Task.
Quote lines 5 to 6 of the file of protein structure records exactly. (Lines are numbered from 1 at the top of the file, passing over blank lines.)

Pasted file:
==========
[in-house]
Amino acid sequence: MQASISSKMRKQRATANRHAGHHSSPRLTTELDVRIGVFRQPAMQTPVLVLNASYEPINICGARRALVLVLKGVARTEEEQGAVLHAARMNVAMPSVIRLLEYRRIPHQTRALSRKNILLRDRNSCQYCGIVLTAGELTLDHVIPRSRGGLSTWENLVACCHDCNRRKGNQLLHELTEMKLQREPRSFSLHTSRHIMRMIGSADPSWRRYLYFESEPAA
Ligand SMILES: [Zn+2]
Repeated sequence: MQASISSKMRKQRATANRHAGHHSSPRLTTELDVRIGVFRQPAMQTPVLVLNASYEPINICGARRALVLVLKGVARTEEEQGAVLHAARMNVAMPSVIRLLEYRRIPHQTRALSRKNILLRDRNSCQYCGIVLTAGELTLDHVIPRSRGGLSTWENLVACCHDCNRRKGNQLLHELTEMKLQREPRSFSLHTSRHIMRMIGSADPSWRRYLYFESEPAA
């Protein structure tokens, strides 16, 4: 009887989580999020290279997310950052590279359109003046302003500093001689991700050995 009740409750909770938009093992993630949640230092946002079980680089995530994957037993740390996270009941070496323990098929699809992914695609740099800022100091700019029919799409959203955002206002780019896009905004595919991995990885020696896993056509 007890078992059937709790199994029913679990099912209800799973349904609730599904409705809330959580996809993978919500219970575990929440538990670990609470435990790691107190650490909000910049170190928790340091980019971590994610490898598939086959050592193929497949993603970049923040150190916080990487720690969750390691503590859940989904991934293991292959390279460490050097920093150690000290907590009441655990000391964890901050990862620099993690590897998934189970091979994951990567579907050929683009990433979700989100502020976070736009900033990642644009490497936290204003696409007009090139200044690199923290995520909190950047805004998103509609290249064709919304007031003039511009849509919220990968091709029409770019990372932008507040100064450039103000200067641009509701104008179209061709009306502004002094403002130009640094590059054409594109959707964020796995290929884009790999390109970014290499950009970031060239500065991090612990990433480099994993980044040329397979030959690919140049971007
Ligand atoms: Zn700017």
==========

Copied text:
């Protein structure tokens, strides 16, 4: 009887989580999020290279997310950052590279359109003046302003500093001689991700050995 009740409750909770938009093992993630949640230092946002079980680089995530994957037993740390996270009941070496323990098929699809992914695609740099800022100091700019029919799409959203955002206002780019896009905004595919991995990885020696896993056509 007890078992059937709790199994029913679990099912209800799973349904609730599904409705809330959580996809993978919500219970575990929440538990670990609470435990790691107190650490909000910049170190928790340091980019971590994610490898598939086959050592193929497949993603970049923040150190916080990487720690969750390691503590859940989904991934293991292959390279460490050097920093150690000290907590009441655990000391964890901050990862620099993690590897998934189970091979994951990567579907050929683009990433979700989100502020976070736009900033990642644009490497936290204003696409007009090139200044690199923290995520909190950047805004998103509609290249064709919304007031003039511009849509919220990968091709029409770019990372932008507040100064450039103000200067641009509701104008179209061709009306502004002094403002130009640094590059054409594109959707964020796995290929884009790999390109970014290499950009970031060239500065991090612990990433480099994993980044040329397979030959690919140049971007
Ligand atoms: Zn700017």